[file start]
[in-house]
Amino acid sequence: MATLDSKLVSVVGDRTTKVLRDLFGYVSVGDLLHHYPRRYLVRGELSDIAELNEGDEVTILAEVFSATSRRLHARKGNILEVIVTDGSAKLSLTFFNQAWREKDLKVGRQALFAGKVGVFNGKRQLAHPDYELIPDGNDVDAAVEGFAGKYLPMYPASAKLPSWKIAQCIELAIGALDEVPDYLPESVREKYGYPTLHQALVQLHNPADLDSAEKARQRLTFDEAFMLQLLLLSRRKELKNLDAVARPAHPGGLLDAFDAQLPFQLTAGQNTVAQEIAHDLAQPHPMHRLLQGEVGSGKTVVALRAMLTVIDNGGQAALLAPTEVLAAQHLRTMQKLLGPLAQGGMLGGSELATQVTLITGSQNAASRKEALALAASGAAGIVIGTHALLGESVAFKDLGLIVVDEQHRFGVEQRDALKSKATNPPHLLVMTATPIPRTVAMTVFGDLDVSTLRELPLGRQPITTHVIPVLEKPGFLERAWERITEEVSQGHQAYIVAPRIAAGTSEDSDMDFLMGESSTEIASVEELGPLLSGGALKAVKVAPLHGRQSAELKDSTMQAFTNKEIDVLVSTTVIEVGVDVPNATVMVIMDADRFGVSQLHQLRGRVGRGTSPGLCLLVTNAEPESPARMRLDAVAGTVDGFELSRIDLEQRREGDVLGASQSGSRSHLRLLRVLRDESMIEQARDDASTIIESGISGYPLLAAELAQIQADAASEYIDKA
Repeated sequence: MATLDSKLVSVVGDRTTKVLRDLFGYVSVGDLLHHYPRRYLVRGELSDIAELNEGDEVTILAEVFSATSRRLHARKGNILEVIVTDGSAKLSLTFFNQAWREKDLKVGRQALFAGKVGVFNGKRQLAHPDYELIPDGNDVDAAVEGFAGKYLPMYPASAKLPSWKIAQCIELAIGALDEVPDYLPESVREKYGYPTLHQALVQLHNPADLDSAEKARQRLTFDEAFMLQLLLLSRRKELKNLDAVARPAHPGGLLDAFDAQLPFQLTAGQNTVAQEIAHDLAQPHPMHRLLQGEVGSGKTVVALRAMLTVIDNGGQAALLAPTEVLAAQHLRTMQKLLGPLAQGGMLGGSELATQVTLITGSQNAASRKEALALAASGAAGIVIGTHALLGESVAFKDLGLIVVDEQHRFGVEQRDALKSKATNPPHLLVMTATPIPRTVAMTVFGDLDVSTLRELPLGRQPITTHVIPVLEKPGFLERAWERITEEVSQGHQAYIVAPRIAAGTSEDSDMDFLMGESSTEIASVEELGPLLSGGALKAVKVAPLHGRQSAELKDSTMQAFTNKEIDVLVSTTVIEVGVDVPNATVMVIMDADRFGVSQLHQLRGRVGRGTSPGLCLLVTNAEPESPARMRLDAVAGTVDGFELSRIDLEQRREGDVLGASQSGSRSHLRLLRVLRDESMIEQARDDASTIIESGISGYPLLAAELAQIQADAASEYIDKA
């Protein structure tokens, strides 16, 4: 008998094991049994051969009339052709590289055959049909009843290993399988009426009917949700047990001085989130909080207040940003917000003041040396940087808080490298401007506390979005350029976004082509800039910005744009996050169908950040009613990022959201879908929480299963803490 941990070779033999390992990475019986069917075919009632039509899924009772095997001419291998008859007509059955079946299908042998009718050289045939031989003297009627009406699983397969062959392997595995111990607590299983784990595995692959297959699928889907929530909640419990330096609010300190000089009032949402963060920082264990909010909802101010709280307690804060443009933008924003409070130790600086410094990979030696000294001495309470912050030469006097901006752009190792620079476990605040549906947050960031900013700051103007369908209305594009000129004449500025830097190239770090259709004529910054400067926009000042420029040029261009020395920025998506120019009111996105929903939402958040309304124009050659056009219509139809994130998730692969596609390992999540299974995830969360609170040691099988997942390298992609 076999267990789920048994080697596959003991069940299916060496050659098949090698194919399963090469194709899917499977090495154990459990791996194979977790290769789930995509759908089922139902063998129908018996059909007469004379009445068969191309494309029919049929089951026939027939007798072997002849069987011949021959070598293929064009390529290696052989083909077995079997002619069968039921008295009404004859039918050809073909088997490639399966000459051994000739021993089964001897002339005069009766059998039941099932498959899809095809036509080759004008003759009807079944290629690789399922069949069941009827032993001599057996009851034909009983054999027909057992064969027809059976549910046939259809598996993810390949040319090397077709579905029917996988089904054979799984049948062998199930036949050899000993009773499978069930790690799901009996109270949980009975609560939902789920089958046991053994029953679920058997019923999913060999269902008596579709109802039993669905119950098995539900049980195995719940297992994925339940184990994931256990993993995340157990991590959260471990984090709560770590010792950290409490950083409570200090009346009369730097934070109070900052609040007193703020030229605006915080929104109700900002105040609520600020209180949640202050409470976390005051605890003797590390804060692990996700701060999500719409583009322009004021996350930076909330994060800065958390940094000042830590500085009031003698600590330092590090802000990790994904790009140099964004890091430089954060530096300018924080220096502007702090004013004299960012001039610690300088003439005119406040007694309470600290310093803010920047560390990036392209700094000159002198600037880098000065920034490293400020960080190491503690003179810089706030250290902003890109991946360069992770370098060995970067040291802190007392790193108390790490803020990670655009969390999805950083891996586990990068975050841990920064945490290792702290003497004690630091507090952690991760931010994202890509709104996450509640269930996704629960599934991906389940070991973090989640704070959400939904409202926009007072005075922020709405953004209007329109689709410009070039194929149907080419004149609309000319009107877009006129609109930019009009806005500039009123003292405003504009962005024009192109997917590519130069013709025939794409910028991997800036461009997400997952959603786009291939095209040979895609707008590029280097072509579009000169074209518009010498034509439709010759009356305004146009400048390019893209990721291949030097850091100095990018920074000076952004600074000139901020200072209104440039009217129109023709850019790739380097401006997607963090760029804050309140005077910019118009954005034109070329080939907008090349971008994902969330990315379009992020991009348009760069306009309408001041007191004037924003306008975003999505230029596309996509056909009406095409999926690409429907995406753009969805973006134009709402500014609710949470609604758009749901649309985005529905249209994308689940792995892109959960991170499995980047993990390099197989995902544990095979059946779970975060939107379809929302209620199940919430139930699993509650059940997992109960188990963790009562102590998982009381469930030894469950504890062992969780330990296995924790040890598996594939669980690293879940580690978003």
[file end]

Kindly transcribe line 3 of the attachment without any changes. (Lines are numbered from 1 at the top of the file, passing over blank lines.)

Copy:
Repeated sequence: MATLDSKLVSVVGDRTTKVLRDLFGYVSVGDLLHHYPRRYLVRGELSDIAELNEGDEVTILAEVFSATSRRLHARKGNILEVIVTDGSAKLSLTFFNQAWREKDLKVGRQALFAGKVGVFNGKRQLAHPDYELIPDGNDVDAAVEGFAGKYLPMYPASAKLPSWKIAQCIELAIGALDEVPDYLPESVREKYGYPTLHQALVQLHNPADLDSAEKARQRLTFDEAFMLQLLLLSRRKELKNLDAVARPAHPGGLLDAFDAQLPFQLTAGQNTVAQEIAHDLAQPHPMHRLLQGEVGSGKTVVALRAMLTVIDNGGQAALLAPTEVLAAQHLRTMQKLLGPLAQGGMLGGSELATQVTLITGSQNAASRKEALALAASGAAGIVIGTHALLGESVAFKDLGLIVVDEQHRFGVEQRDALKSKATNPPHLLVMTATPIPRTVAMTVFGDLDVSTLRELPLGRQPITTHVIPVLEKPGFLERAWERITEEVSQGHQAYIVAPRIAAGTSEDSDMDFLMGESSTEIASVEELGPLLSGGALKAVKVAPLHGRQSAELKDSTMQAFTNKEIDVLVSTTVIEVGVDVPNATVMVIMDADRFGVSQLHQLRGRVGRGTSPGLCLLVTNAEPESPARMRLDAVAGTVDGFELSRIDLEQRREGDVLGASQSGSRSHLRLLRVLRDESMIEQARDDASTIIESGISGYPLLAAELAQIQADAASEYIDKA